Firstly, I must apologise for my blog entry drought of late. This is directly attributable to my ME/CFS prohibiting me (since January) from using a computer for any meaningful period of time. I have been experiencing a mild ‘virus?’ for the past several days which paradoxically has enabled me to write this blog entry. It is somewhat a shaded irony that my cognitive impairment inevitably (yet temporarily and mildly) improves when I experience viruses.
Nexavir: The Results
I wrote a blog entry last year (https://livingwithchronicfatiguesyndrome.wordpress.com/2010/10/25/nexavir-kutapressin-for-cfs/) documenting the use of Nexavir as a treatment for ME/CFS. Approximately 1 month ago I ceased the daily Nexavir injections after trialling this treatment for a period of 7 months. The first 4 months of treatment involved a 2ml injection of Nexavir daily while the final 3 months of treatment encompassed a pulsing dose structure of 1ml, 3ml, 1ml, 3ml etc. I did not experience any distinctive positive or adverse affects as a consequence of the Nexavir treatment. My lack of responsiveness to Nexavir may partially be attributable to my negative (or low titre) test results to; HHV6 early antigen, HHV6 IgG, HHV6 IgM, EBV early antigen and EBV VCA ELISA. Studies have indicated that Nexavir has the greatest efficacy in patients with high EBV-EA IgG titer levels and in vitro evidence also suggests that high HHV-6 titer levels may be reduced by Nexavir.
L-Serine is an amino acid which former Adelaide CFS specialist, Dr. Buttfield, believes should help 60% of CFS patients significantly. In the past I have consumed a daily dose of L-Serine amounting to 500mg for the period of 3 months (as part of Energy Revitalization System powder.) This did not produce any noticeable effects. Dr. Buttfield recommends that patients begin taking L-Serine at a 500mg dose and titrate this dosage upwards towards a maximum daily dose of 2g. I have been taking a pure L-Serine powder for the past 2 weeks and I’m still in the process of increasing the daily dosage. I will write a subsequent blog entry detailing whether L-Serine had a beneficial effect on my ME/CFS.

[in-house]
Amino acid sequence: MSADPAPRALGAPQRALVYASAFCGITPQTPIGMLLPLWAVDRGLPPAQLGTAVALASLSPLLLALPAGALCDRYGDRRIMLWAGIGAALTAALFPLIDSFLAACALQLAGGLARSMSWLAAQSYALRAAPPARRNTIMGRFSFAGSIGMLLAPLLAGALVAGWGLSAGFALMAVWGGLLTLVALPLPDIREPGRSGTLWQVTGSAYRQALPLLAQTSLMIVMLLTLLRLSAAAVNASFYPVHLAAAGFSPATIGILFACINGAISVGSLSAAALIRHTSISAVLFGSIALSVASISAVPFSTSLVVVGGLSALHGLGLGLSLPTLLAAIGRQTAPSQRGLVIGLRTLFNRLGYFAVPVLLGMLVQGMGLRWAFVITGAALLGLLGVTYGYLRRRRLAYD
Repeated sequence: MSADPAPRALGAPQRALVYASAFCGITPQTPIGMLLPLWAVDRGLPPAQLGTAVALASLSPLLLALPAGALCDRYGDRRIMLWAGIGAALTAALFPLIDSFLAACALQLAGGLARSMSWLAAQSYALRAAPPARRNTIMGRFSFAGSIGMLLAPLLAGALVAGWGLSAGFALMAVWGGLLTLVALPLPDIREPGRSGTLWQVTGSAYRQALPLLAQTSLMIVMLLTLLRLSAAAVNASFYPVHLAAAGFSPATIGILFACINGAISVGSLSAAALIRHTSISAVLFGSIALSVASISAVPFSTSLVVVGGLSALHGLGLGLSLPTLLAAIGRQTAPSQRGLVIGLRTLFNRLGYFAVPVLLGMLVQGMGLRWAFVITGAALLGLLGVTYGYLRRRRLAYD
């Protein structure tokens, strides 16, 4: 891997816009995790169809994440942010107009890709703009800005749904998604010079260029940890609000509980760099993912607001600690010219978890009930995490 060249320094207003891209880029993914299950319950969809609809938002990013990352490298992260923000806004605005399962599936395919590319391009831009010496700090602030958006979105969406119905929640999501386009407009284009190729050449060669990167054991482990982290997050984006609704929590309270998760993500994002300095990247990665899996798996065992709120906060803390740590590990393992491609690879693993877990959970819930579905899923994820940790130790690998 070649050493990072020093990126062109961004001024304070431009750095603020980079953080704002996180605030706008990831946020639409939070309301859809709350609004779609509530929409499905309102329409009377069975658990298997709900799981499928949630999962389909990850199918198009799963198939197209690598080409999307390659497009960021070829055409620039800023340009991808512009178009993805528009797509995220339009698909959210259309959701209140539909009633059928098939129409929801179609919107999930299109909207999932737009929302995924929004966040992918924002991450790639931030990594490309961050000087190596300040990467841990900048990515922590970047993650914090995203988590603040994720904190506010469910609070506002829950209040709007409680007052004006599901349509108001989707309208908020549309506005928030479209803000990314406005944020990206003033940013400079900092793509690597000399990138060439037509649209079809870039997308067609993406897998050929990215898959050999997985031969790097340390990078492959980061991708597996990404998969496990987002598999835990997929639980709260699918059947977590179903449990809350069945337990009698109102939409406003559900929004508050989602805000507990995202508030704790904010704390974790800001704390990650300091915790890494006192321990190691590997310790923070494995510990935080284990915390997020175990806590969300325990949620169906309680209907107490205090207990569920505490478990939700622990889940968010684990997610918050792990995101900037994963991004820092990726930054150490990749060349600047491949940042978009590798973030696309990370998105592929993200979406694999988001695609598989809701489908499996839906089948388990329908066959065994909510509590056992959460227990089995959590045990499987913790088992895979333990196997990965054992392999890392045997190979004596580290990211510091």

During March I began taking the expectorant ‘Guaifenesin’ for the period of a month. Guaifenesin is most widely known in the Fibromyalgia and ME/CFS domain as part of Dr. Paul St. Amand’s controversial protocol encompassing salicylate avoidance. For the record, I am vehemently opposed to Dr. St. Amand’s protocol. My motives for trialing Guaifenesin stemmed from its expectorant effects and potential mechanism of action in inhibiting chronic sinusitis. My secondary motives for attempting this treatment involved its potential to inhibit platelet aggregation. Guaifenesin lowers uric acid levels which are already subpar in many ME/CFS patients hence I took Guaifenesin in tandem with brewer’s yeast (which raises uric acid levels.) I began taking 200mg of Guaifenesin and increased this dose to 600mg. After no effect on my high volume of mucus discharge or sinus related symptoms, I ceased taking Guaifenesin after one month. High doses of Guaifenesin may cause kidney stones and anecdotal reports indicate that many Fibromyalgia and ME/CFS patients experience a worsening of symptoms while taking Guaifenesin. I did not notice any positive or adverse effects as a consequence of taking Guaifenesin.
Piracetam and Choline Citrate
I wrote a past blog entry documenting the potential usefulness of Piracetam as a treatment for ME/CFS (https://livingwithchronicfatiguesyndrome.wordpress.com/2011/04/04/piracetam-for-mecfs/) For the past month, I have taken 4.8g of Piracetam daily in three smaller doses of 1.6g consumed at eight hour intervals. I have also taken choline citrate (500mg a day, taken in a single dose) in tandem with the Piracetam. The reasoning behind combining these treatments involves the synergistic effects that Piracetam has when consumed concurrently with choline citrate (regarding mechanism of action as a nootropic.) After one month of these treatments I am yet to notice any positive or adverse effects. I plan to continue these synergistic treatments for the total period of 3 months.
I have a plethora of future treatments lined up to trial including drugs that are supposedly effective against Raynaud’s phenomenon and improving cerebral circulation levels. I will hopefully write more about these and other treatments when I obtain them.